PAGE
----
Was it your first choice? or did you also check out other dutch schools like let's say an academy in Amsterdam? if so do you think there's a big difference between these schools educational wise?

Have fun at the CA workshop and Gnomon, hope to see you and Thierry later this year


  06 June 2006
Hey David,

Congrats on your exposure! Looks like you made the right career move switching over to Ubisoft. We'll miss you here in Dallas my friend!

Also wanted to say, that even though I'm a lowly 3D guy, you're painting style really makes digital painting look like a lot of fun. You make it look like there is so much you can do with the different media. I'm quite envious sir!


CGNUGGETS - character process training
  06 June 2006
this is going fast! I will try to answer as fast and thoroughly as possible!

- The academy in Maastricht does teach those basics (at least it used to 10 years ago ). I especially remember having met there an amazing anatomy teacher (but can't remember his name), a dutch interior architect, and also an excellent sculpture teacher. Those guys had a great influence on me. The degree I did over there (interior architecture ) was fairly technical, and not "arty art" like you mention. And eventhough you do not learn only how to use paint as much as to do technical drawings it teaches you something even more important: structure in your train of thought. The same goes with industrial design.This knowledge will even help you in more "destructured designs" anyway. The more you know about structure, the easier it is to destroy it.

- Nevertheless, if you feel like you need to move, it might be that you have a thirst to see other things, and at that point, you should follow your desires! Go and visit the world!

- The work I do at home and the one at my day job, is VERY different. At home, it is more like a relaxing and freestyle desire that drives me. Sometimes I don't even know where I am going until I see something appear on the digital canvas. Almost like automatic writing I guess.

HEY ! A Tourrachien! No probleme with nostalgia, I miss la Tour H a lot :( if only I had a second to go there and say hi, I would...
- EID brought me the best basics I could dream of: a strong analysis of problems, and the technique to find ways to answer those. Gaston is probably THE teacher that made who I am today (alongside with Roger Barcilon that I met 10 years later and who taught me painting and colors and who directs Gemini's art school in Austin now). I remember very well the exercise that made me realise 13 years ago that I would do what I do forever. We had to draw a small object on a huge sheet of paper using a pencil. I choose a Key, and it took me 4 weeks to finish it I think... But during the process I understood one simple thing: once you do what you love, work is not an issue anymore since it is driven by passion.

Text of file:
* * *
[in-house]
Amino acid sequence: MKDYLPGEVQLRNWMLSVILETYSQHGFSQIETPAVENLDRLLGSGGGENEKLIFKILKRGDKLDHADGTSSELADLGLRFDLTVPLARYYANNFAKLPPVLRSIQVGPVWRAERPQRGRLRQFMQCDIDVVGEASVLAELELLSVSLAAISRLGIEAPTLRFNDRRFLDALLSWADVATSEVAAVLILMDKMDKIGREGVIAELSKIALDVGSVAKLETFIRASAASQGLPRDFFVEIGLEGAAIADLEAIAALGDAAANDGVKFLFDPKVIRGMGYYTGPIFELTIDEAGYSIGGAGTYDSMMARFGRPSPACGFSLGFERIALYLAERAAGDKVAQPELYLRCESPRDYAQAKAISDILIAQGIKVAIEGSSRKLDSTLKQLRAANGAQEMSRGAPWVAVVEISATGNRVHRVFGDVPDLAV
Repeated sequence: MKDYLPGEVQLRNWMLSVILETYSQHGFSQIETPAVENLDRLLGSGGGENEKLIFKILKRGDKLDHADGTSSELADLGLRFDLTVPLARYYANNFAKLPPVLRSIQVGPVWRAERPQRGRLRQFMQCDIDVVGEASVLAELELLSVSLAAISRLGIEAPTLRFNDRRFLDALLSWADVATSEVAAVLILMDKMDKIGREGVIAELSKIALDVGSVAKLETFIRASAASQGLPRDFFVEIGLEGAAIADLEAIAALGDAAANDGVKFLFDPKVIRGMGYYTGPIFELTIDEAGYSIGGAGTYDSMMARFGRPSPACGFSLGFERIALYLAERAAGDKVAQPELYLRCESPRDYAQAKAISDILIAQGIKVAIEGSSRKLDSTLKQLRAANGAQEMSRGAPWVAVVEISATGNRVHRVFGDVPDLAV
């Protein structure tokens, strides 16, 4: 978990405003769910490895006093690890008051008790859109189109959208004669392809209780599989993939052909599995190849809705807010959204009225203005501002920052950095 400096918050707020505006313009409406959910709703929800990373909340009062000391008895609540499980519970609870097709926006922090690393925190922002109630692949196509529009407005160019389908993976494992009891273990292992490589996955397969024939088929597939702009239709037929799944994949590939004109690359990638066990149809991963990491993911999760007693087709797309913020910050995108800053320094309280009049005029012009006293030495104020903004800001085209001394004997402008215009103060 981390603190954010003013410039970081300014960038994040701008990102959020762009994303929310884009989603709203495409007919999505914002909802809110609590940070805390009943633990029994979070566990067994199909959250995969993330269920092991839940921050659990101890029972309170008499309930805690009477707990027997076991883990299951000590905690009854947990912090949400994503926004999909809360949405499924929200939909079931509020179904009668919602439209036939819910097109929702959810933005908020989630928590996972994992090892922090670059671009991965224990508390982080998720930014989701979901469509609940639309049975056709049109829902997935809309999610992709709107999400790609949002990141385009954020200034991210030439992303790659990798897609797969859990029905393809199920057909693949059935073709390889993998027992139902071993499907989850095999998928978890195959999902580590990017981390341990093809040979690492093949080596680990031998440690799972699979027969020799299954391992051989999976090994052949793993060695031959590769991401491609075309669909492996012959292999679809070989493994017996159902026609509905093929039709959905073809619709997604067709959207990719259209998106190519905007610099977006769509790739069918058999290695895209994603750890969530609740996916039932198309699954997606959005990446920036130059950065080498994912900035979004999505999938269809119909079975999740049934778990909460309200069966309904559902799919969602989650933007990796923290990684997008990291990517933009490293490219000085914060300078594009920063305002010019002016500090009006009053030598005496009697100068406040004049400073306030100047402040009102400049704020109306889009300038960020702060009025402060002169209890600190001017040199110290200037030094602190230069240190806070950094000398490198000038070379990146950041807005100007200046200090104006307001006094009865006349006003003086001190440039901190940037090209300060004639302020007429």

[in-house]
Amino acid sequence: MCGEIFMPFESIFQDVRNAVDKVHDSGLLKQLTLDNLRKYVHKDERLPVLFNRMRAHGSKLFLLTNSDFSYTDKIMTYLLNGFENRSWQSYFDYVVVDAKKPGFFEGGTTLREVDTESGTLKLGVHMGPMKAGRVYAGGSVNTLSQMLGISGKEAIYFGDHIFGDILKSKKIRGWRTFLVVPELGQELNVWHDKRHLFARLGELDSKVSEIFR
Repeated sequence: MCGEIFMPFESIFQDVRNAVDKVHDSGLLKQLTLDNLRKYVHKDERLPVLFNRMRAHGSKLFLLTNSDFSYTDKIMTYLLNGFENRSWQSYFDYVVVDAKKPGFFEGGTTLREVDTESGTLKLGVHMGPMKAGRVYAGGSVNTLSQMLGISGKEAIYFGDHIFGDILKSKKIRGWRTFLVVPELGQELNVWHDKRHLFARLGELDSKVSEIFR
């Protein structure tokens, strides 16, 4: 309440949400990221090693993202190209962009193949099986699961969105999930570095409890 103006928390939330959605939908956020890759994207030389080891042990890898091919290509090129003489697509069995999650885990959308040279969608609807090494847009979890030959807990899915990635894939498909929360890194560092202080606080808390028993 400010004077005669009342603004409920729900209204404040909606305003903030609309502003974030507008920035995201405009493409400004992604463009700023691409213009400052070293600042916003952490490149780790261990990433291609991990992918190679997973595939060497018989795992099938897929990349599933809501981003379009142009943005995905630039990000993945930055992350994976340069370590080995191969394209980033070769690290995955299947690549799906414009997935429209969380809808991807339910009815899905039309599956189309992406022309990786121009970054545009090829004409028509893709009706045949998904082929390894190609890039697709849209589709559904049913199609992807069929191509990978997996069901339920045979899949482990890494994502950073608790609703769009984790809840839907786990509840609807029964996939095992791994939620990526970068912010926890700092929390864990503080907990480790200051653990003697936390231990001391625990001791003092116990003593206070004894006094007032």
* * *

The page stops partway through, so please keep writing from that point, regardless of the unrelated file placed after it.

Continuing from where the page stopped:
- Classmates and teachers are a plus, competitiveness is stupid I think, at least under the same roof. It will create discord and hate. Competition should be as a team against other schools, or companies, not within friends. Unless it stays friendly, but it does not last forever.
That is one issue with most art schools: they teach you how to get good, but they don't teach you how to work in a team environment. They tend to create self centered people, which is the opposite of what is necessary in a production.Teamwork is hugely underated, and that's what destroys most companies.

- When you design a garbage can and a car, I still think you are trying to convey an EMOTION. Shapes and colors influence us even in the most recluse depth of our subconscious. And in the end, that's one of the goals of the industrial designer: get an object to unconsciously communicate to the user. Emotions drives each and everyone of us every day, more or less depending on the people.

Yep that was me! Did you use to work there too?? I wonder how foo is doing these days.

Great choice, concept art is a great job!
1) What is the hardest part of being a concept artist?
When producers think they can do your job.

2) How do you draw (digitally or traditionally)?
Both, I love to vary my tools as much as possible. Nevertheless in a production environment I stick to digital because of its speed and easy access to the rest of the team.

3) If you do traditional art alot what are your tools?
When I do figure drawing I use: recycled paper, with a double tip black marker, and a white corrector. If I do illustrations I use acryl. I usually warm up with black chalk.

4) Just wondering cause this is a question that keeps buzzing through my much are you paid from ubisoft for your concept art?
Can't answer this one sorry Let's say that your experience plays a lot in the balance.

Maytridy, theghostdragon, Pegahoul>> thanks!

1> I usually paint directly with colors, I experimented with black and white, and it's not for me. I prefer the depth in material that color layering offers. And it takes me more time to recolor a picture than starting with color. I have seen many other artists who prefer the other technique though.